Partner Puts Price on Migrating from Exchange 2003 to Office 365
- By Kurt Mackie
- April 28, 2014
Waltham, Mass.-based Microsoft partner Exoprise is offering a free tool that measures the costs of moving to Office 365 Exchange Online from Exchange Server 2003.
Access to the company's CloudReady Insight tool, which originally costs about $1,000, is being sponsored by Microsoft. Use of the free tool is a limited-time offer that's good through May 31. Microsoft partners and U.S.-based organizations are eligible to use it.
The CloudReady Insight tool compares data from the customer's Exchange Server 2003 environment with the use of Office 365 solutions. It produces a cost assessment estimate for an organization, which can include the migration costs, as well.
The tool runs on the customer's premises and tracks various data, such as end-user patterns with Outlook and Exchange Server. It also tracks the use of document attachments in e-mail and provides a recommendation on whether the use of SharePoint Online might be helpful for managing document exchanges. It also checks on mail storage patterns.
Supposedly, the fields within the CloudReady Insight tool are modifiable. So, it's possible for organizations to plug in their actual costs to get a more reliable overall assessment. Exoprise makes that point in its video description of the CloudReady Insight tool, which can be accessed at this blog post. The tool also works with Exchange Server 2007 environments, according to the company.
Exoprise also licenses a CloudReady Monitor service for Microsoft Office 365 that can be used to assess the performance of both SharePoint Server and SharePoint Online.
Exchange Server 2003 fell out of Microsoft's "extended support" product lifecycle back on April 8, along with Windows XP and various other Microsoft products. Organizations running Exchange Server 2003 are said to be running "unsupported" software. The product doesn't get security patches from Microsoft unless an organization can secure a pricey "custom support" agreement with the company.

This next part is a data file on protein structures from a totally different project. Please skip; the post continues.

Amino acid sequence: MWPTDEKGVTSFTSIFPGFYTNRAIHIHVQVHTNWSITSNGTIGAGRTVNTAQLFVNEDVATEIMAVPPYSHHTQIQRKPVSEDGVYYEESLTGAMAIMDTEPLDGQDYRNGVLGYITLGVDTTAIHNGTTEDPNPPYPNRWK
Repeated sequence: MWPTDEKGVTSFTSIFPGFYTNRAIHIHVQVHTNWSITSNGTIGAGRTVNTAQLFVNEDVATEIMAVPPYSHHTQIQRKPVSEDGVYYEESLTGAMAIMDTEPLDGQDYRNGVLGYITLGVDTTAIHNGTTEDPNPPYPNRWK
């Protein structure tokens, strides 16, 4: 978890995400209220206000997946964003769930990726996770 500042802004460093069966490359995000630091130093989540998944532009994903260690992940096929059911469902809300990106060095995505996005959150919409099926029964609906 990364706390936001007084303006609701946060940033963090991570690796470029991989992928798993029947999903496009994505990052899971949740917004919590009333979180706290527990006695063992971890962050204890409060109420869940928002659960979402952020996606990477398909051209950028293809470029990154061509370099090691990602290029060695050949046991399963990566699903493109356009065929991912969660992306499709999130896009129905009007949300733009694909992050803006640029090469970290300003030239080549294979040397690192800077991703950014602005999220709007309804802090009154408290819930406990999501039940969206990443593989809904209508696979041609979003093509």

Migrating away from Exchange Server 2003 can be a challenge for organizations. Upgrading to the newest Exchange Server 2013 product is not so easy because it involves carrying out a "dual-hop" migration. Migrating to Office 365 Exchange Online sometimes can be easier for smaller organizations with less than 1,000 mailboxes via a so-called "cutover migration" approach.
Organizations moving to Office 365 get put on an annual subscription plan, typically with monthly payments. That's different from the "perpetual licensing" plan used with Exchange Server 2003 and other Microsoft server software. Microsoft has argued that its subscription model lowers the upfront capital expenses for organizations compared with buying the hardware and perpetual licensing for the software.
In the near future, buying enterprise software by subscription could be the only option. At least that appears to be the view of Amy Konary, IDC's research vice president for software licensing, provisioning and delivery, in an IDC research note. Konary doesn't mention Microsoft specifically in her Q&A, but it does describe the changes happening with cloud-based subscription models, which is a path Microsoft is following.
Kurt Mackie is senior news producer for the 1105 Enterprise Computing Group.